In the 1970s, activist judges were ordering schools to spend more money to achieve racial balance. The apogee of those cases was the famous Kansas City, Missouri decision, which ordered taxes levied on the people of Missouri to build the world's most expensive school. Two decades and billions of dollars later, this extravagantly equipped school is just as segregated as ever and test scores are just as low.
When the lawyers and judges began to see that desegregation was an academic failure and minorities began filing suits to return to neighborhood schools, the rationale for judicial supremacy changed to "equity." Dozens of suits were filed in the 1980s under equal-protection clauses in state constitutions to get activist judges to order state taxes to be levied to equalize spending on schools in rich and poor districts. "Equity" has been a spectacular failure, too. Spending disparity was narrowed in some cases, but in half the states the funding gap between rich and poor districts actually widened.
In the 1990s, the litigating lawyers changed their take over rationale again. They abandoned the argument of "equity" and substituted "adequacy." The lawyers seek out subjective words in state constitutions such as "thorough and efficient," "sound basic," "adequate," or "suitable." Activist judges have accepted these adequacy arguments in almost two-thirds of major school finance decisions since 1989.
In one 5-4 decision, the Court banished the Ten Commandments from a courthouse in Kentucky (McCreary County v. ACLU), and in another 5-4 decision the Court allowed the Ten Commandments to be displayed on the grounds of the Texas State Capitol (Van Orden v. Perry). The Court said the Ten Commandments inside a building violates the First Amendment, but outside is okay. The minority who voted against the Ten Commandments in Texas included justices appointed by Republican Presidents Ford, Reagan and the first Bush.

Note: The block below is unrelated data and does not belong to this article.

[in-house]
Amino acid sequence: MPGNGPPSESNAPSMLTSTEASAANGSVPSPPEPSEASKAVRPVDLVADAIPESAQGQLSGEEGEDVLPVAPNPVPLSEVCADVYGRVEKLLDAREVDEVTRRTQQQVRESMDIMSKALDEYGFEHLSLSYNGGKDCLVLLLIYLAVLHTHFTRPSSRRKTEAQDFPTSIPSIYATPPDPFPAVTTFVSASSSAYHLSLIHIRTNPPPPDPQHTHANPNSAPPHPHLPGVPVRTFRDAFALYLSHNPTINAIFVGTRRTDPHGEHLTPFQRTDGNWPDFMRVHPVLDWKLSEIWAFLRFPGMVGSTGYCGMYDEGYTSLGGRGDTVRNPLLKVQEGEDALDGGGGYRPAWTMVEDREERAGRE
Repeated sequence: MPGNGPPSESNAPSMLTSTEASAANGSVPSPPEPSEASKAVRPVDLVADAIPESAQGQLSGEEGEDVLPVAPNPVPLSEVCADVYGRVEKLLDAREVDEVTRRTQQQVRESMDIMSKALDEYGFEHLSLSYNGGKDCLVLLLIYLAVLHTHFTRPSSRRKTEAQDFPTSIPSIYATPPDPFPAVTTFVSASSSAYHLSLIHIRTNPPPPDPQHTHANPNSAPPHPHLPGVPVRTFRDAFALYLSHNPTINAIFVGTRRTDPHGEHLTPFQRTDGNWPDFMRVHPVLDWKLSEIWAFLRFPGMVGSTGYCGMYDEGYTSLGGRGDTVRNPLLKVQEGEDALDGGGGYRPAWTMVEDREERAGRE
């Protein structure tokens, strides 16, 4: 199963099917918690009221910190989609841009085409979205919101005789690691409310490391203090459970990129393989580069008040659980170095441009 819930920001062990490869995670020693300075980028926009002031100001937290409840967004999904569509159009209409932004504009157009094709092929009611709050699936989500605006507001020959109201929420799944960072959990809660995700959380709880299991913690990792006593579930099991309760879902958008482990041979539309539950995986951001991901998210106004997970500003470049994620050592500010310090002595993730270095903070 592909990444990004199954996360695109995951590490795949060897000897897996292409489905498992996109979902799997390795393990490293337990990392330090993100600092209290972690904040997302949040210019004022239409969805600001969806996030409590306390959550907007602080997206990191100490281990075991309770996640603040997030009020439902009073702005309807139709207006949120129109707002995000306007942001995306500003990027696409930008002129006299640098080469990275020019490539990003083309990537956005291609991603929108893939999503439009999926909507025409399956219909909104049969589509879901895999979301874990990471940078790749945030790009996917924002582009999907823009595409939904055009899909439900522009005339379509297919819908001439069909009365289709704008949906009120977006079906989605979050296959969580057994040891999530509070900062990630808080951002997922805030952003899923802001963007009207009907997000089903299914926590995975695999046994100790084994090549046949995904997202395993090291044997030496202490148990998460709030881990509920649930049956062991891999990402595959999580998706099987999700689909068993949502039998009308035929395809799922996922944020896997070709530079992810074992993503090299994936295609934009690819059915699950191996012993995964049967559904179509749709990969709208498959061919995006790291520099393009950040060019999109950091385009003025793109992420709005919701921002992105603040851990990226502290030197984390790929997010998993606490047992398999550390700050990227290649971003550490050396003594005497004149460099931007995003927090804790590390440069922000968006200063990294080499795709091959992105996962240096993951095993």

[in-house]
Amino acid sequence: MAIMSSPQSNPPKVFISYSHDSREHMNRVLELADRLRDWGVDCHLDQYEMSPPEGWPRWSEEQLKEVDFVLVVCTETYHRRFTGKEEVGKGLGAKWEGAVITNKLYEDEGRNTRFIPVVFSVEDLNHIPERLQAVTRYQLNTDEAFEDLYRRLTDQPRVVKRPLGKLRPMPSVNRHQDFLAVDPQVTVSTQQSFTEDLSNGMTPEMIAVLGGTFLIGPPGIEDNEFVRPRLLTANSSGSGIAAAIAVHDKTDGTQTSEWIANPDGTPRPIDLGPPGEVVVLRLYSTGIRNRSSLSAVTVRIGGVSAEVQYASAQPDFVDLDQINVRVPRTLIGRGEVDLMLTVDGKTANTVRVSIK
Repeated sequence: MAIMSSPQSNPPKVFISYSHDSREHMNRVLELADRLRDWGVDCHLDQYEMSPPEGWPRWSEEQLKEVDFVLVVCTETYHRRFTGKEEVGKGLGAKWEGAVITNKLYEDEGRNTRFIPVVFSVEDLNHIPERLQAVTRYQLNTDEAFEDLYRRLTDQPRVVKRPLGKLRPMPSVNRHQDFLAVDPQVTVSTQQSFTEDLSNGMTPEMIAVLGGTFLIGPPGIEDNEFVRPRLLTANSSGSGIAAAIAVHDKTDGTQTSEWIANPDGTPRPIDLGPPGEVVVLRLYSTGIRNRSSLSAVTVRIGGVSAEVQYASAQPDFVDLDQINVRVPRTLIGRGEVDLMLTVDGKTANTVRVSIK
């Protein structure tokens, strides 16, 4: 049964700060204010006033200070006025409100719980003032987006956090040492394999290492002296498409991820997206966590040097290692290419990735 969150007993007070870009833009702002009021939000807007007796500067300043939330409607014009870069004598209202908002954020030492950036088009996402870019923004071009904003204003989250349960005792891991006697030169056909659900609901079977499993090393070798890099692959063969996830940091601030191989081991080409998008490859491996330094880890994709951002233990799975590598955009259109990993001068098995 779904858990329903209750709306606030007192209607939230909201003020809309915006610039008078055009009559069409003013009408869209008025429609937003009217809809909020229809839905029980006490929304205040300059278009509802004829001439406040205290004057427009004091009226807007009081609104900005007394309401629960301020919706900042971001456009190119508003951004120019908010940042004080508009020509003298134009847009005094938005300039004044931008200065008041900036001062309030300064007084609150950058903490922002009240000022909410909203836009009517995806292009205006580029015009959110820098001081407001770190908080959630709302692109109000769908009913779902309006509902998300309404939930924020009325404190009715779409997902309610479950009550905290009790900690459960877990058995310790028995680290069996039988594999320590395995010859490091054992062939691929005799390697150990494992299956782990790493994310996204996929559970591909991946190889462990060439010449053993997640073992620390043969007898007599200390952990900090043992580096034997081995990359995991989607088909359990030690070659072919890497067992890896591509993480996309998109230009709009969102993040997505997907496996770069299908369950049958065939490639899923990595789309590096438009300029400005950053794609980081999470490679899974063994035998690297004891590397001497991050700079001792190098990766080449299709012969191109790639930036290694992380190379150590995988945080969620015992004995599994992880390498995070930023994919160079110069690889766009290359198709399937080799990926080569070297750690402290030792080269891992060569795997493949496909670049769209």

There's another way of looking at these inconsistent decisions. Most of the hundreds of Ten Commandments monuments in the open air were placed as a promotion for Cecil B. DeMille's wonderful movie The Ten Commandments, so that's acceptable because it had a secular motive. But the Ten Commandments display in the Kentucky courthouse was suspected of being installed with a religious motive, and the Supreme Court won't tolerate that.
The nonsense of these two decisions is indicated by the way the Court explained why the Ten Commandments must be removed from courthouses all over the country, but not from the walls of the Supreme Court building itself. The difference, according to the Court, is that in the Supreme Court's depiction of the Ten Commandments, the tablets that Moses is carrying do not have all the words spelled out in English. The justices must think Americans are too dumb to figure out what is really on Moses' tablets.
Justice Souter made another silly argument. He said that "suing a state over religion puts nothing in a plaintiff's pocket." On the contrary, the lawsuits against religion that now clutter our courts are fueled by a federal law allowing enormous attorney's fees to the winners. When groups such as the ACLU win their case, they receive extravagant fees at the expense of local taxpayers.
Not only religion but private property was the target of the Supreme Court's disdain. A 5-4 Court rewrote the Fifth Amendment phrase "public use" to be "public purpose," and defined it to include enabling government to take anyone's property to give to a large corporation if taxes can thereby be increased. The decision in Kelo v. City of New London took Wilhelmina Dery's home that she has lived in since her birth in 1918 and is giving it to a corporate development. Always reliable Justice Thomas wrote: "Something has gone seriously awry with this Court's interpretation of the Constitution."
We are told that federal judges are overworked and underpaid. Congress can address this problem by removing jurisdiction from federal courts over the continuing attempt by the secularists to purge all religious symbols from our public life. The only good news is that the Court rendered only 76 full decisions in the past year, far fewer than its average of two decades ago. Just imagine the damage that could have been done had it worked harder!
We hope President Bush will fulfill his promise to nominate more Scalias and Thomases. But it's Congress's duty to deal with the problem of the supremacist federal judges who are locked in with life tenure. Congress has promised to pass laws curbing judicial abuse, so when will it honor its pledge?